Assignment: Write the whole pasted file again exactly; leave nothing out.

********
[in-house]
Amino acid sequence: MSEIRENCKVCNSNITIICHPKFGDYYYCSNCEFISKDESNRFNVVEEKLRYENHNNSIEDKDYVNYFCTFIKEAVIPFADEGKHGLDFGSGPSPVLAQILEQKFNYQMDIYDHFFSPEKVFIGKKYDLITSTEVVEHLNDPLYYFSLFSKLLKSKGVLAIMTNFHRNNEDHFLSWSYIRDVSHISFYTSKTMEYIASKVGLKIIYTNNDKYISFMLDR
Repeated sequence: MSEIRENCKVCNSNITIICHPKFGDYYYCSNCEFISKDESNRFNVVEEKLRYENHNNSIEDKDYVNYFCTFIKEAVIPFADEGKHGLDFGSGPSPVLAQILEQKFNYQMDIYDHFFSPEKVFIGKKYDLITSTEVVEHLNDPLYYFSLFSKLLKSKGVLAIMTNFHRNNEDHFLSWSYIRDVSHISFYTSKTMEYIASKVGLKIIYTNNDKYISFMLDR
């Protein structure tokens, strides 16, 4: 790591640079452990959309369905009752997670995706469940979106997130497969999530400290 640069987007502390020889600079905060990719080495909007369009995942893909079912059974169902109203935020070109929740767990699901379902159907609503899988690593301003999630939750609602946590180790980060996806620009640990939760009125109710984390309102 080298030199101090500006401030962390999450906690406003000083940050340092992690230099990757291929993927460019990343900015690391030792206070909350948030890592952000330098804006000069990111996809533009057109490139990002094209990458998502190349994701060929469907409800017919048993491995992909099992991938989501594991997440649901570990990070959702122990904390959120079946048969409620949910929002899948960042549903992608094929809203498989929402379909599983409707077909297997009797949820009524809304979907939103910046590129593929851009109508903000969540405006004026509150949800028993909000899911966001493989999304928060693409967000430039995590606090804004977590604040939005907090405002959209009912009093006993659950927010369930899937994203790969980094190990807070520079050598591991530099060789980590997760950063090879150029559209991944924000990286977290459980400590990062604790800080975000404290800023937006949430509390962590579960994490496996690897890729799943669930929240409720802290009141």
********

[in-house]
Amino acid sequence: MSEIRENCKVCNSNITIICHPKFGDYYYCSNCEFISKDESNRFNVVEEKLRYENHNNSIEDKDYVNYFCTFIKEAVIPFADEGKHGLDFGSGPSPVLAQILEQKFNYQMDIYDHFFSPEKVFIGKKYDLITSTEVVEHLNDPLYYFSLFSKLLKSKGVLAIMTNFHRNNEDHFLSWSYIRDVSHISFYTSKTMEYIASKVGLKIIYTNNDKYISFMLDR
Repeated sequence: MSEIRENCKVCNSNITIICHPKFGDYYYCSNCEFISKDESNRFNVVEEKLRYENHNNSIEDKDYVNYFCTFIKEAVIPFADEGKHGLDFGSGPSPVLAQILEQKFNYQMDIYDHFFSPEKVFIGKKYDLITSTEVVEHLNDPLYYFSLFSKLLKSKGVLAIMTNFHRNNEDHFLSWSYIRDVSHISFYTSKTMEYIASKVGLKIIYTNNDKYISFMLDR
């Protein structure tokens, strides 16, 4: 790591640079452990959309369905009752997670995706469940979106997130497969999530400290 640069987007502390020889600079905060990719080495909007369009995942893909079912059974169902109203935020070109929740767990699901379902159907609503899988690593301003999630939750609602946590180790980060996806620009640990939760009125109710984390309102 080298030199101090500006401030962390999450906690406003000083940050340092992690230099990757291929993927460019990343900015690391030792206070909350948030890592952000330098804006000069990111996809533009057109490139990002094209990458998502190349994701060929469907409800017919048993491995992909099992991938989501594991997440649901570990990070959702122990904390959120079946048969409620949910929002899948960042549903992608094929809203498989929402379909599983409707077909297997009797949820009524809304979907939103910046590129593929851009109508903000969540405006004026509150949800028993909000899911966001493989999304928060693409967000430039995590606090804004977590604040939005907090405002959209009912009093006993659950927010369930899937994203790969980094190990807070520079050598591991530099060789980590997760950063090879150029559209991944924000990286977290459980400590990062604790800080975000404290800023937006949430509390962590579960994490496996690897890729799943669930929240409720802290009141």